October brings with it so many memories of past Autumns, when our kids were small and life revolved around decorating the house for Halloween, finding just the right pumpkins, and carving them into look-alike Jack-O-Lanterns of each of us. The one of their dad was always the largest with the scariest face and biggest teeth. Of course, the one of me was usually pretty silly looking, as it’s hard to make a “mom” pumpkin look very scary, even if their dad said it should look like a witch! Then we had the girl and boy pumpkins with their own sweet or goofy faces according to what the kids thought they should be. We’d sit them all in a row on the front porch from the Dad pumpkin all the way down to the baby pumpkin, each with their own candle inside to light up every evening as dusk began to fall. We’d buy those cheap vinyl cling decorations to put on the windows, licking the backs to make them stick to the glass. The characters were always cute little witches, ghosts, and vampires with some pumpkins and candy corn or scarecrows thrown in, nothing like the ugly zombies and horror story photos they sell in the stores these days. Then we either made an outfit or bought one of the cartoon character ones at the local discount store. Our daughter was usually an animal of some kind. I remember dressing her like a black cat one year with a rope tail, and stepping on it all night while I followed her around town trick-or-treating. My son was every super hero that ever lived, but he liked Spiderman and Batman the best. When they got too old to make the rounds for candy, we started having a “Halloweenie Roast” in our yard, sitting around the fire pit, roasting hot dogs & making S’mores along with a big pot of chili for Frito pies and another of hot spiced apple cider. Family and friends stop by with their kids to show us their costumes and sit around the fire to visit awhile. We’ll hear the geese flying over on their way south for the winter and the rustle of the wind thru the corn stalks in the field where the combines have just picked the last of the crops for the year. As the sky darkens and the stars pop out overhead, we watch for falling stars and make wishes for life to stay this way, with all the ones we love nearby and safe until the next Fall brings us round the campfire once again. However, we all know that ultimately some will leave us and new ones will be born. Although they don’t replace the ones we lose, they give us hope for the future, and sometimes in just the right light, you will see their image in the faces of the young ones who will carry the traditions and memories forward to their own children someday. We just need to keep telling them the stories of our parents, grandparents, siblings, and the ones who died too soon, sharing our faith in a God who is always in control, until we are all reunited one day. There is a better world waiting up ahead if you follow His way, where life on the back roads will be a wondrous eternal experience.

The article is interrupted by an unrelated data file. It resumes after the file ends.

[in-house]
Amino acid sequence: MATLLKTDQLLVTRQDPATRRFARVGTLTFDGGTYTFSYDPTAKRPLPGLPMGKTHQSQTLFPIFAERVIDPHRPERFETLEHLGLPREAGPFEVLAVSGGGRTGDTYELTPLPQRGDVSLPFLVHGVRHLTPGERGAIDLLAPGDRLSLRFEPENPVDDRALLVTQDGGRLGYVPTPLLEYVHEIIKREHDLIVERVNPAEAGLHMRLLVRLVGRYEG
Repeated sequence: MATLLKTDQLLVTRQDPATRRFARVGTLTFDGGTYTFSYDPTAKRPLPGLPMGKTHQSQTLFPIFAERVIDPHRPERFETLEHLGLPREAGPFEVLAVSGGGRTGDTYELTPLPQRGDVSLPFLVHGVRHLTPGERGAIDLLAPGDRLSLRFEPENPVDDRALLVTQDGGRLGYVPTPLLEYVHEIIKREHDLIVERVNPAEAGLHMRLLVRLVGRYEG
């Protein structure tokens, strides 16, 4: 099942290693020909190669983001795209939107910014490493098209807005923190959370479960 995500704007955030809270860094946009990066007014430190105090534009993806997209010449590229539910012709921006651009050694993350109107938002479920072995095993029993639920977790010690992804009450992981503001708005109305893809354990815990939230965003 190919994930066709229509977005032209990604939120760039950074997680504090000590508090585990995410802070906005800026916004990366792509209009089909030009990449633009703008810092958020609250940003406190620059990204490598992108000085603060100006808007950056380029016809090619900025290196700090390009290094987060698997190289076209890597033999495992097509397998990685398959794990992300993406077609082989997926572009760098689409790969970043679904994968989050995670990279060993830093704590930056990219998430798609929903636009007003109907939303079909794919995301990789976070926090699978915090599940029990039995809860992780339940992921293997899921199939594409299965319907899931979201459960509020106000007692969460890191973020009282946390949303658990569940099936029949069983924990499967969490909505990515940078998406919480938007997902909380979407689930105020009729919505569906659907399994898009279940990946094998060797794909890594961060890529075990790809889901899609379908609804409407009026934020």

–Debbie Dovel